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Statistics Ph.D. student Mary Ryan has been awarded a 2019-2020 Public Impact Fellowship, which supports graduate students whose research “demonstrates the potential to significantly improve or enrich the lives of Californians and/or national and global communities.” With her research into statistical methodology related to identifying biomarkers in Alzheimer’s disease, the impact of her work has far-reaching potential. The debilitating neurodegenerative disorder currently affects approximately 5.6 million Americans over the age of 65, and that number is projected to reach 13.8 million by 2050.

“It’s an honor to be named a Public Impact Fellow,” says Ryan, who joined the UCI Alzheimer’s Disease Research Center (ADRC) in 2017 and is currently working under the mentorship of Professor and Statistics Chair Daniel Gillen. She is also co-chair of UCI REMIND, a student-led outreach organization that promotes public education on neurodegenerative diseases, and a member of the Center for the Neurobiology of Learning and Memory (CNLM) Ambassador Program. Her goal is to work at a public university in a research faculty position.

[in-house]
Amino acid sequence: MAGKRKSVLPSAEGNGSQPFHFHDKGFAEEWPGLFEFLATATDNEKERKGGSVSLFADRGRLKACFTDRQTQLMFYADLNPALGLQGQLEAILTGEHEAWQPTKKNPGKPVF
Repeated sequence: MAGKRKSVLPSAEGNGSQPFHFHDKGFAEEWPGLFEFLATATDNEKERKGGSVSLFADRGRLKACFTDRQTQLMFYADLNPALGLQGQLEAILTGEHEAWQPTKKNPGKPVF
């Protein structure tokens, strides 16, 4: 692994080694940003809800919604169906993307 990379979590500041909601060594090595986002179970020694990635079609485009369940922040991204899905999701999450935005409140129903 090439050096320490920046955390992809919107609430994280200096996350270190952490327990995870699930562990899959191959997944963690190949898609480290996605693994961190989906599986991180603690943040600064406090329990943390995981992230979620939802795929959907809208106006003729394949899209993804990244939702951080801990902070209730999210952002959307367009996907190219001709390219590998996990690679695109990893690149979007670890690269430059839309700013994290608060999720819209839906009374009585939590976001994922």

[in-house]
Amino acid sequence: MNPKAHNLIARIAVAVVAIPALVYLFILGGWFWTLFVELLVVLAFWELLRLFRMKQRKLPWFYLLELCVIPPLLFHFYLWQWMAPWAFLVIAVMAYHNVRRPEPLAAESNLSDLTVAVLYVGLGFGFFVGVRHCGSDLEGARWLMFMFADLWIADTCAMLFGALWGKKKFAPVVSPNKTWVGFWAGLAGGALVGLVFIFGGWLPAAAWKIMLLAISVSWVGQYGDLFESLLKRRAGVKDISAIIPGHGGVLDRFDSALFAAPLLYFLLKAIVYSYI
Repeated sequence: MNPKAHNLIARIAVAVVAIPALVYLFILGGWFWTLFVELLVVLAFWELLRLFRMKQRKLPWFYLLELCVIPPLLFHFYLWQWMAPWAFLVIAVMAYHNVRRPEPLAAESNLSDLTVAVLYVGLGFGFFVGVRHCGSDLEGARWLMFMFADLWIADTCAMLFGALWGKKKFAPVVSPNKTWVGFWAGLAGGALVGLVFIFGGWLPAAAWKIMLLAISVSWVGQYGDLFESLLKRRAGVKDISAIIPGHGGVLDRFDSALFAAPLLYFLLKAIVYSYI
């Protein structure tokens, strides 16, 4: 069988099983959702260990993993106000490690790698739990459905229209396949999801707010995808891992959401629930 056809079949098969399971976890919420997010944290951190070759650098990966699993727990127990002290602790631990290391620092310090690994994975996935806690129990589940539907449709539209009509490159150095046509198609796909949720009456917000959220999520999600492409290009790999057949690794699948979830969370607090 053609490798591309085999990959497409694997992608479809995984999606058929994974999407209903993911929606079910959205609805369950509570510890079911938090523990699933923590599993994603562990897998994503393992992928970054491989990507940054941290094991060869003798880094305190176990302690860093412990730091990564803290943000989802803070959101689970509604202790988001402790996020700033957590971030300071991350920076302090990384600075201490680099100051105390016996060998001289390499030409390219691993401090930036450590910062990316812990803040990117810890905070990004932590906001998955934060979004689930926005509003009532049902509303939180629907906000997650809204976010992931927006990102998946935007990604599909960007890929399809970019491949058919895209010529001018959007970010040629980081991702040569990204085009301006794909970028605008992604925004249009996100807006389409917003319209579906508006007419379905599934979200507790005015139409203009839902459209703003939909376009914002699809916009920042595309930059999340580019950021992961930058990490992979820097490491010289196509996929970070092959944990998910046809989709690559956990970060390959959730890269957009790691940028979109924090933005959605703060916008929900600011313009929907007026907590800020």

“My research aims to speed the efforts and reduce the cost of identifying new Alzheimer’s disease biomarkers by extending an existing experimental study statistical methodology, called group sequential design, to the observational study settings in which we do much biomarker research.” Discovery of new biomarkers for Alzheimer’s disease could provide new targets for treatments and early warnings to patients. At the same time, efforts to speed the discovery of these biomarkers could help researchers find a cure for the disease more quickly.

As a Public Impact Fellow, Ryan will receive not only a $1,000 stipend but also a sense of validation for her work.

“Obviously, most of us believe our research is important and has an impact on society — it’s part of why we do what we do,” she explains, “but it’s gratifying to have that outside validation that other people think it’s important work as well.”

Shani Murray